SC461 - High-capacity Data Center Interconnects for Cloud-scale Networking

Sunday, 06 March
09:00 - 13:00

Short Course Level: Beginner


Dirk van den Borne, Juniper Networks, Germany
Sander L. Jansen, ADVA Optical Networking, Germany
Mark Filer, Google, USA

Short Course Description:

This short course gives a broad overview of data center interconnect (DCI) architectures and technology in cloud-scale networks, ranging from short-haul interconnects of just a few kilometers across a campus network, to metro and finally long-haul deployments. In particular, we focus in this short course on how the latest advances in DWDM transport enable the realization of ever denser, more power efficient, higher capacity and more scalable data center interconnect links.

We will provide an overview of the different technologies that are most relevant for today’s data center interconnects, covering the full range of transmitter and receiver technologies, pluggable form factors, modulation formats, protocols and data rates. We will also cover the latest industry developments, such as the impact that the introduction of power optimized 400ZR/ZR+ pluggable DWDM optics will have on DCI architectures and how this compares to performance optimized 800G DWDM transponders.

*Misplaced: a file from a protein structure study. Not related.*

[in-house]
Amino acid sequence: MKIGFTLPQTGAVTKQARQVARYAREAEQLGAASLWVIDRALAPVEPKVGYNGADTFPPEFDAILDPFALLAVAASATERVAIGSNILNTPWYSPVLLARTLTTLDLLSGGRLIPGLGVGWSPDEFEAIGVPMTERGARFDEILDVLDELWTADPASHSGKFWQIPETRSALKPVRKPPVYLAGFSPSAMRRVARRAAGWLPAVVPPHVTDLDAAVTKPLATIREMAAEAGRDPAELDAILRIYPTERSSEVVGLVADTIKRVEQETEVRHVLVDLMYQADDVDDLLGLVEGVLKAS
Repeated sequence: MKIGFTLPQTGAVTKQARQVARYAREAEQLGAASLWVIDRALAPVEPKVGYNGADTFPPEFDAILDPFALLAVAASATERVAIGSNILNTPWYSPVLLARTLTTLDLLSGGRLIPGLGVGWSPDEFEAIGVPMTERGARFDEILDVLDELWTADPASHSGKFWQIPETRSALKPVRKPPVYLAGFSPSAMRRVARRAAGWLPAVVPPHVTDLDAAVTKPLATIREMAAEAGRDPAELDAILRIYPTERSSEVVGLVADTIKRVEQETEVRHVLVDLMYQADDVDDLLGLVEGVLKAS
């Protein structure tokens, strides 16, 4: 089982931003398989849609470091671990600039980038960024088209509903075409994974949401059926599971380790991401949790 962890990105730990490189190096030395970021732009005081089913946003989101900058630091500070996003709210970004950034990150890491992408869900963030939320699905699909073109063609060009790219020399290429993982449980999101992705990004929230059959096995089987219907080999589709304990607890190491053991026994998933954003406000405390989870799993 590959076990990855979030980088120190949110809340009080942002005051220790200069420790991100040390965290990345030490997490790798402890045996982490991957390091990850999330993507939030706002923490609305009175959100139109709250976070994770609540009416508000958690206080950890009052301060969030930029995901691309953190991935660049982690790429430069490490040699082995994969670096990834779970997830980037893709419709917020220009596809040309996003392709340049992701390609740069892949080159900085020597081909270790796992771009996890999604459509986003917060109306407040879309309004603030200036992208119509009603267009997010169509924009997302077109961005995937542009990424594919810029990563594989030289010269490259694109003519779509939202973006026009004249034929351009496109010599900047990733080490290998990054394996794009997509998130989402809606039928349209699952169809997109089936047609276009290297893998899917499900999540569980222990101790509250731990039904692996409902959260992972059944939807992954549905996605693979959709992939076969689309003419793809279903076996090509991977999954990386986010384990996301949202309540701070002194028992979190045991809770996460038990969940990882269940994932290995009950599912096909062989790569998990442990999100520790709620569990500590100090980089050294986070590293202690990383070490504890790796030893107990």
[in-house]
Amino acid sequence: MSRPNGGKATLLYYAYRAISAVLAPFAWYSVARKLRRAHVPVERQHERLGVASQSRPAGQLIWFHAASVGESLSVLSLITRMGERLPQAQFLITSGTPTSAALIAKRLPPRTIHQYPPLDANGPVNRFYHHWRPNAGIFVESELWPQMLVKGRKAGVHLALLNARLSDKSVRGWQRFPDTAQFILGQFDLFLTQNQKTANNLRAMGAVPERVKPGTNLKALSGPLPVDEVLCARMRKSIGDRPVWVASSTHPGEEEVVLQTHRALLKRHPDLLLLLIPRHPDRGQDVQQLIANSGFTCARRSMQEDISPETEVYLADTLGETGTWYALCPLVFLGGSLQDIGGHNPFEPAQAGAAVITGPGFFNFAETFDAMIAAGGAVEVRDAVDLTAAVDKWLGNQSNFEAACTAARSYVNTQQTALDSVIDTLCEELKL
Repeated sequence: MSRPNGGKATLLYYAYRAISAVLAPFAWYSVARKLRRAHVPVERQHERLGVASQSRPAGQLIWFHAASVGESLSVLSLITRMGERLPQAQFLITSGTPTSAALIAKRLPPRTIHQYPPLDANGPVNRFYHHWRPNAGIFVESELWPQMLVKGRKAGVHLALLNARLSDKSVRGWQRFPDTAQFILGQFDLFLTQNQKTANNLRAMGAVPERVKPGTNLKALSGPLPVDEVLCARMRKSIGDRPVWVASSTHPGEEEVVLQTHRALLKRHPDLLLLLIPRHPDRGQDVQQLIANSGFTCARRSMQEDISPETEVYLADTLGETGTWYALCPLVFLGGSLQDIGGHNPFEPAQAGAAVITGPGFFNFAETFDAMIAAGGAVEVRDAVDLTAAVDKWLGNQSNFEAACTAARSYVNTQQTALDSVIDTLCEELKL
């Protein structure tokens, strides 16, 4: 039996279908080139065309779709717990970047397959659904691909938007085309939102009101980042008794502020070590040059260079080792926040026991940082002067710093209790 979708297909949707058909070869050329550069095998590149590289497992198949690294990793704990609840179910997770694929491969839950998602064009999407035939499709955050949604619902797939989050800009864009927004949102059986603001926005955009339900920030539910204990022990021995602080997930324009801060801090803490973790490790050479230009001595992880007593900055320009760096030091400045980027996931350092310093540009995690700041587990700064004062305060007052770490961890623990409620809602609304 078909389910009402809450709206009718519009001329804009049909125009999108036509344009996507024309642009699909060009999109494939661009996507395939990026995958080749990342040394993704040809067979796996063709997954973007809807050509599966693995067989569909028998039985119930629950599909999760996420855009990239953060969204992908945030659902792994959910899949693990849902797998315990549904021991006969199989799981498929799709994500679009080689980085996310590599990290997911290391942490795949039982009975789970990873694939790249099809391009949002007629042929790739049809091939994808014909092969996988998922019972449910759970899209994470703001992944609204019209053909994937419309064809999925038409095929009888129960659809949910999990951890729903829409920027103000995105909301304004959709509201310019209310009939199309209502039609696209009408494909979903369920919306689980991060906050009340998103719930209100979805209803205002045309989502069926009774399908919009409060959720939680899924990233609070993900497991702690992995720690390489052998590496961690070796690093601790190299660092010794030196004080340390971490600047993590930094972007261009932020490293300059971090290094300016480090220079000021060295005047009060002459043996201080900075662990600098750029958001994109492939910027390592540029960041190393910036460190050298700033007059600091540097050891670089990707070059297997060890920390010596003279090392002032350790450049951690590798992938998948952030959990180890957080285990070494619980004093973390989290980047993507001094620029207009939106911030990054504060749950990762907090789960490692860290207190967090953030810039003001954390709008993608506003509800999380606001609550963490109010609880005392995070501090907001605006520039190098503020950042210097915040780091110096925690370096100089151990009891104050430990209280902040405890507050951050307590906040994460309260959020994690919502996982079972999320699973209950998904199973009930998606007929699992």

Besides transceiver technology, we will also cover system design aspects such as data center architectures, open line systems, disaggregation of the optical layer and cloud-scale network management and monitoring. We will discuss distinctives of data center interconnects when compared to traditional optical transport networks, and what are the most relevant design criteria in today’s DCI deployments. Finally, we will cover in detail the latest standardization initiatives as well as research and development directions towards future architectures.

The short course should enable attendees to obtain a detailed overview of the different technologies and architectures that are most relevant to data center interconnects and get a comprehensive understanding for the different system design trade-offs in terms of cost, capacity, density, power consumption and complexity.


Short Course Benefits:

This course should enable you to:

  • Describe the typical use cases addressed by data center interconnects, including requirements around transmission distances, system capacity, traffic profiles, data rates, protocols and transmission latency.
  • Understand the system architecture of today’s data center interconnects, and which architectures are typically utilized in both 100G and upcoming 400G data center deployments.
  • Understand the different transceiver architectures in the context of short-reach DCI, for example direct detection in comparison to coherent detection, and how to leverage the trade-off between optical performance and system complexity / cost.
  • Be able to understand industry trends toward IP-optical integration with 400ZR/ZR+ pluggable DWDM optics, and how this can be used to reduce power and space requirements for short-reach DCI interconnects.
  • Gain insights into the latest research on short-reach transceiver technology, and what will be most relevant technology developments for next-generation DCI architectures.